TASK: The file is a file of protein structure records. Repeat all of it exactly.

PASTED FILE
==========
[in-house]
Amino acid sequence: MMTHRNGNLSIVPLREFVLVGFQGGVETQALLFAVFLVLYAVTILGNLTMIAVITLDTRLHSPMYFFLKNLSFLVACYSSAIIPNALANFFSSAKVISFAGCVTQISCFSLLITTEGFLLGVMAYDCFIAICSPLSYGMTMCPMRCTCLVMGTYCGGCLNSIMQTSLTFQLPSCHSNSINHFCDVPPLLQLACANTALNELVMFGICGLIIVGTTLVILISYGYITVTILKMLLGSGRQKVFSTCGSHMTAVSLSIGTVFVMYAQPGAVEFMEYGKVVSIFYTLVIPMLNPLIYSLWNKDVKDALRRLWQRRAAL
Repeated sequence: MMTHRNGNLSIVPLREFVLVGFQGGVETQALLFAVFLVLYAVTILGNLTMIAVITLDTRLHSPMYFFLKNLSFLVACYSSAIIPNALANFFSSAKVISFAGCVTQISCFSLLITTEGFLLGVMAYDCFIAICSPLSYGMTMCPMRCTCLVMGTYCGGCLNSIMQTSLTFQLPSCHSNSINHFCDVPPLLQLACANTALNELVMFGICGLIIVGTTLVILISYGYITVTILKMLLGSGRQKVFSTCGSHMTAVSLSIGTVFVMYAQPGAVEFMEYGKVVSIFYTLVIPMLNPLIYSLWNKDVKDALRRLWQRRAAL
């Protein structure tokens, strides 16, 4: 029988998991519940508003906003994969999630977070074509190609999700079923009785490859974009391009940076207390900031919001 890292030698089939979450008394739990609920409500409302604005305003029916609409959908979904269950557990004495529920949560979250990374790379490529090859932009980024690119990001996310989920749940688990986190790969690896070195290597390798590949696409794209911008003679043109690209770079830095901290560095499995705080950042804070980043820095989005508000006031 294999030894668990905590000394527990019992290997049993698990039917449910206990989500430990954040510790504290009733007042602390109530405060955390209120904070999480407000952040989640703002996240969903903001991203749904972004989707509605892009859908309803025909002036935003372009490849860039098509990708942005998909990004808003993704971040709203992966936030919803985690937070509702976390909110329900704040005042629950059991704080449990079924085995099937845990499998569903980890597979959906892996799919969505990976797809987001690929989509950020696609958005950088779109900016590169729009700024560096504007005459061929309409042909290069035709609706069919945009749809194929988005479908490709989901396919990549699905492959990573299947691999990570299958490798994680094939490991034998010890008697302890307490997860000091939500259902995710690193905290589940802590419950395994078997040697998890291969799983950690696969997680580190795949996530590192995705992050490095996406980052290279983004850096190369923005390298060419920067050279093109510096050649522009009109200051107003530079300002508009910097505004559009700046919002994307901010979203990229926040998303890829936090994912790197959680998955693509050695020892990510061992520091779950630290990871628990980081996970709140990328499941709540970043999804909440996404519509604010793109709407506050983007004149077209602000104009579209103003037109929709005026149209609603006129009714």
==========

[in-house]
Amino acid sequence: MMTHRNGNLSIVPLREFVLVGFQGGVETQALLFAVFLVLYAVTILGNLTMIAVITLDTRLHSPMYFFLKNLSFLVACYSSAIIPNALANFFSSAKVISFAGCVTQISCFSLLITTEGFLLGVMAYDCFIAICSPLSYGMTMCPMRCTCLVMGTYCGGCLNSIMQTSLTFQLPSCHSNSINHFCDVPPLLQLACANTALNELVMFGICGLIIVGTTLVILISYGYITVTILKMLLGSGRQKVFSTCGSHMTAVSLSIGTVFVMYAQPGAVEFMEYGKVVSIFYTLVIPMLNPLIYSLWNKDVKDALRRLWQRRAAL
Repeated sequence: MMTHRNGNLSIVPLREFVLVGFQGGVETQALLFAVFLVLYAVTILGNLTMIAVITLDTRLHSPMYFFLKNLSFLVACYSSAIIPNALANFFSSAKVISFAGCVTQISCFSLLITTEGFLLGVMAYDCFIAICSPLSYGMTMCPMRCTCLVMGTYCGGCLNSIMQTSLTFQLPSCHSNSINHFCDVPPLLQLACANTALNELVMFGICGLIIVGTTLVILISYGYITVTILKMLLGSGRQKVFSTCGSHMTAVSLSIGTVFVMYAQPGAVEFMEYGKVVSIFYTLVIPMLNPLIYSLWNKDVKDALRRLWQRRAAL
């Protein structure tokens, strides 16, 4: 029988998991519940508003906003994969999630977070074509190609999700079923009785490859974009391009940076207390900031919001 890292030698089939979450008394739990609920409500409302604005305003029916609409959908979904269950557990004495529920949560979250990374790379490529090859932009980024690119990001996310989920749940688990986190790969690896070195290597390798590949696409794209911008003679043109690209770079830095901290560095499995705080950042804070980043820095989005508000006031 294999030894668990905590000394527990019992290997049993698990039917449910206990989500430990954040510790504290009733007042602390109530405060955390209120904070999480407000952040989640703002996240969903903001991203749904972004989707509605892009859908309803025909002036935003372009490849860039098509990708942005998909990004808003993704971040709203992966936030919803985690937070509702976390909110329900704040005042629950059991704080449990079924085995099937845990499998569903980890597979959906892996799919969505990976797809987001690929989509950020696609958005950088779109900016590169729009700024560096504007005459061929309409042909290069035709609706069919945009749809194929988005479908490709989901396919990549699905492959990573299947691999990570299958490798994680094939490991034998010890008697302890307490997860000091939500259902995710690193905290589940802590419950395994078997040697998890291969799983950690696969997680580190795949996530590192995705992050490095996406980052290279983004850096190369923005390298060419920067050279093109510096050649522009009109200051107003530079300002508009910097505004559009700046919002994307901010979203990229926040998303890829936090994912790197959680998955693509050695020892990510061992520091779950630290990871628990980081996970709140990328499941709540970043999804909440996404519509604010793109709407506050983007004149077209602000104009579209103003037109929709005026149209609603006129009714």